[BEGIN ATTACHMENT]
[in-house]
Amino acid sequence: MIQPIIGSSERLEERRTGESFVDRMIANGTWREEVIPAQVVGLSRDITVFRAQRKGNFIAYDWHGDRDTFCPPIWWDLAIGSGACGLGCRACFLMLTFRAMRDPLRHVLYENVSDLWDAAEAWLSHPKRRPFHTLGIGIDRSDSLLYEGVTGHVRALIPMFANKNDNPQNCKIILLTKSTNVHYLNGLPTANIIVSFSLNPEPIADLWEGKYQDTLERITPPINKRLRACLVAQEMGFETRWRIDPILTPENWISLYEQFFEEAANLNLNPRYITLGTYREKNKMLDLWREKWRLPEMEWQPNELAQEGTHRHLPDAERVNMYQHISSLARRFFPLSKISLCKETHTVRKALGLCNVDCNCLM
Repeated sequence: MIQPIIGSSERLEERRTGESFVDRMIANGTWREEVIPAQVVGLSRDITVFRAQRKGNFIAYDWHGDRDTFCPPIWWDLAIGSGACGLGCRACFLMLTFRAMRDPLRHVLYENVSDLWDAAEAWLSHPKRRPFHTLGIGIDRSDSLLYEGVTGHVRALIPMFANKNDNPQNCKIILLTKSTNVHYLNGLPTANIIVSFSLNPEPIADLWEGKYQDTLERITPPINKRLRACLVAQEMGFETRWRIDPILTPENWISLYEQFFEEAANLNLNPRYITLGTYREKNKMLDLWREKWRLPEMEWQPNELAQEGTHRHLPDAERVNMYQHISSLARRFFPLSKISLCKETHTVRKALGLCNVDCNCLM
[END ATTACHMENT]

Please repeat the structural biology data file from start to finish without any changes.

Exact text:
[in-house]
Amino acid sequence: MIQPIIGSSERLEERRTGESFVDRMIANGTWREEVIPAQVVGLSRDITVFRAQRKGNFIAYDWHGDRDTFCPPIWWDLAIGSGACGLGCRACFLMLTFRAMRDPLRHVLYENVSDLWDAAEAWLSHPKRRPFHTLGIGIDRSDSLLYEGVTGHVRALIPMFANKNDNPQNCKIILLTKSTNVHYLNGLPTANIIVSFSLNPEPIADLWEGKYQDTLERITPPINKRLRACLVAQEMGFETRWRIDPILTPENWISLYEQFFEEAANLNLNPRYITLGTYREKNKMLDLWREKWRLPEMEWQPNELAQEGTHRHLPDAERVNMYQHISSLARRFFPLSKISLCKETHTVRKALGLCNVDCNCLM
Repeated sequence: MIQPIIGSSERLEERRTGESFVDRMIANGTWREEVIPAQVVGLSRDITVFRAQRKGNFIAYDWHGDRDTFCPPIWWDLAIGSGACGLGCRACFLMLTFRAMRDPLRHVLYENVSDLWDAAEAWLSHPKRRPFHTLGIGIDRSDSLLYEGVTGHVRALIPMFANKNDNPQNCKIILLTKSTNVHYLNGLPTANIIVSFSLNPEPIADLWEGKYQDTLERITPPINKRLRACLVAQEMGFETRWRIDPILTPENWISLYEQFFEEAANLNLNPRYITLGTYREKNKMLDLWREKWRLPEMEWQPNELAQEGTHRHLPDAERVNMYQHISSLARRFFPLSKISLCKETHTVRKALGLCNVDCNCLM